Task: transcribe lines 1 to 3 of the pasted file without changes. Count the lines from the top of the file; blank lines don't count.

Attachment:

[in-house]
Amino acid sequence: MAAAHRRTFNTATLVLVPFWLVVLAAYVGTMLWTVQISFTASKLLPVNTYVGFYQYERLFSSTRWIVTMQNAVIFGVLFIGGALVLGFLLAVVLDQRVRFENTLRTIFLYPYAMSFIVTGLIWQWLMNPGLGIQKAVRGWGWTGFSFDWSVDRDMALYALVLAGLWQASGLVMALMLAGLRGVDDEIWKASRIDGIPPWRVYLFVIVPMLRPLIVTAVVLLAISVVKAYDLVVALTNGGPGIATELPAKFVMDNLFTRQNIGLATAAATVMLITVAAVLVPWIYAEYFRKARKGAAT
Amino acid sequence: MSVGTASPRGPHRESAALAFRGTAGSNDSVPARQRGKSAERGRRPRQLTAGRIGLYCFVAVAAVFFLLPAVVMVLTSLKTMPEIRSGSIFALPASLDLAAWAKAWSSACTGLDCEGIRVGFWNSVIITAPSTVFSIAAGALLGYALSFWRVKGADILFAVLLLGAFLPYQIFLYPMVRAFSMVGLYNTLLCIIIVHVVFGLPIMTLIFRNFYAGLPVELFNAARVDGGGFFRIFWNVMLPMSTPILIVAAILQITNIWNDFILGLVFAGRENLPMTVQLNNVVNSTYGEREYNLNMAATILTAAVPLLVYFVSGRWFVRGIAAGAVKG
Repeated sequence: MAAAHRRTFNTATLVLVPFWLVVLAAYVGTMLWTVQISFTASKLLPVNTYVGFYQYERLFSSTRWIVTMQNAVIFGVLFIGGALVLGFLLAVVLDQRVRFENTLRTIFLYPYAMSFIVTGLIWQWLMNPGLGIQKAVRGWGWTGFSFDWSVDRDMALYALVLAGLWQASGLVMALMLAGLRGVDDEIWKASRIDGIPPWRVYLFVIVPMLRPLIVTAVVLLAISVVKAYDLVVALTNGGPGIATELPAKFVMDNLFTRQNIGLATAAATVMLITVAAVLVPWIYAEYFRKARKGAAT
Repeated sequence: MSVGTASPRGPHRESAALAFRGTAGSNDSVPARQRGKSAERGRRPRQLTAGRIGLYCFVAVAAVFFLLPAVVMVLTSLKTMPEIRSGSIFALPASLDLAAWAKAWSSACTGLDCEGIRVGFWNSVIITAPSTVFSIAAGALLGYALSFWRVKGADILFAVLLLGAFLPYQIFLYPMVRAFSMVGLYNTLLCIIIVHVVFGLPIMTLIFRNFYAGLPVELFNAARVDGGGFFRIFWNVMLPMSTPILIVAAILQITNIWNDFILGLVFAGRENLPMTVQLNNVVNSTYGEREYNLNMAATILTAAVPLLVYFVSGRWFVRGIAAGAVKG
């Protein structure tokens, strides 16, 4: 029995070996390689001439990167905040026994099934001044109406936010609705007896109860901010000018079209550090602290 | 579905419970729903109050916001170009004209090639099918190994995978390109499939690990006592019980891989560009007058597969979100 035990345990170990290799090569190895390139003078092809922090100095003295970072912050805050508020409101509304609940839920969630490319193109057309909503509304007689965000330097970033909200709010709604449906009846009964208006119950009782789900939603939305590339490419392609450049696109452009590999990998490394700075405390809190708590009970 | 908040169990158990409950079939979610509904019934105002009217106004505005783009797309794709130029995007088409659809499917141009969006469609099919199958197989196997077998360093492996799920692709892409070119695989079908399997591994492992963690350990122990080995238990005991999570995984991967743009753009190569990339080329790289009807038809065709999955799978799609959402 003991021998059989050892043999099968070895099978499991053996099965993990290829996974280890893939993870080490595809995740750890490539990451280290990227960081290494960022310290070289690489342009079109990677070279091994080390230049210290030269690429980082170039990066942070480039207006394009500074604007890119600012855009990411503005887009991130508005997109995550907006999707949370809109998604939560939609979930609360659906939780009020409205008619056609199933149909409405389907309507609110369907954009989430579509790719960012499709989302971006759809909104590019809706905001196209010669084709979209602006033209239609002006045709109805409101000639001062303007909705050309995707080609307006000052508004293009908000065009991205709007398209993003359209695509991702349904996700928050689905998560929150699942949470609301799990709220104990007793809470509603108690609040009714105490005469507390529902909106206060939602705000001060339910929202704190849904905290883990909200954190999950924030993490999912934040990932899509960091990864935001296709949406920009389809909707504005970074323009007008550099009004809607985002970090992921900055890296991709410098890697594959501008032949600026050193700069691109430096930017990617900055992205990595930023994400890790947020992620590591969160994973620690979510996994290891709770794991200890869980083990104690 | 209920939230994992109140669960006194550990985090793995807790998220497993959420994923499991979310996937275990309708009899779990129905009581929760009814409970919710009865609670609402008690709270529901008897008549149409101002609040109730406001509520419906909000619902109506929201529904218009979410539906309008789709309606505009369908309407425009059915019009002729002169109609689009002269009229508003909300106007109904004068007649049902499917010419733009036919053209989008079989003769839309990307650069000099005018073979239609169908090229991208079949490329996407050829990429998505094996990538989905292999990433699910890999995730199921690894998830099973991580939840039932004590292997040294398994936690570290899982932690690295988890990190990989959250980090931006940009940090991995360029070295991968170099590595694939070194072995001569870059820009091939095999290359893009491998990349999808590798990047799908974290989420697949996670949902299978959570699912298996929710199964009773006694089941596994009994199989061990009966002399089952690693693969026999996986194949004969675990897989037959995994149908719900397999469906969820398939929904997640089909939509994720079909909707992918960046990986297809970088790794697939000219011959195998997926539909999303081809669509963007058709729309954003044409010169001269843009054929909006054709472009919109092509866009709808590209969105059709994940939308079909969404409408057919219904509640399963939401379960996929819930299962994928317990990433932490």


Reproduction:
[in-house]
Amino acid sequence: MAAAHRRTFNTATLVLVPFWLVVLAAYVGTMLWTVQISFTASKLLPVNTYVGFYQYERLFSSTRWIVTMQNAVIFGVLFIGGALVLGFLLAVVLDQRVRFENTLRTIFLYPYAMSFIVTGLIWQWLMNPGLGIQKAVRGWGWTGFSFDWSVDRDMALYALVLAGLWQASGLVMALMLAGLRGVDDEIWKASRIDGIPPWRVYLFVIVPMLRPLIVTAVVLLAISVVKAYDLVVALTNGGPGIATELPAKFVMDNLFTRQNIGLATAAATVMLITVAAVLVPWIYAEYFRKARKGAAT
Amino acid sequence: MSVGTASPRGPHRESAALAFRGTAGSNDSVPARQRGKSAERGRRPRQLTAGRIGLYCFVAVAAVFFLLPAVVMVLTSLKTMPEIRSGSIFALPASLDLAAWAKAWSSACTGLDCEGIRVGFWNSVIITAPSTVFSIAAGALLGYALSFWRVKGADILFAVLLLGAFLPYQIFLYPMVRAFSMVGLYNTLLCIIIVHVVFGLPIMTLIFRNFYAGLPVELFNAARVDGGGFFRIFWNVMLPMSTPILIVAAILQITNIWNDFILGLVFAGRENLPMTVQLNNVVNSTYGEREYNLNMAATILTAAVPLLVYFVSGRWFVRGIAAGAVKG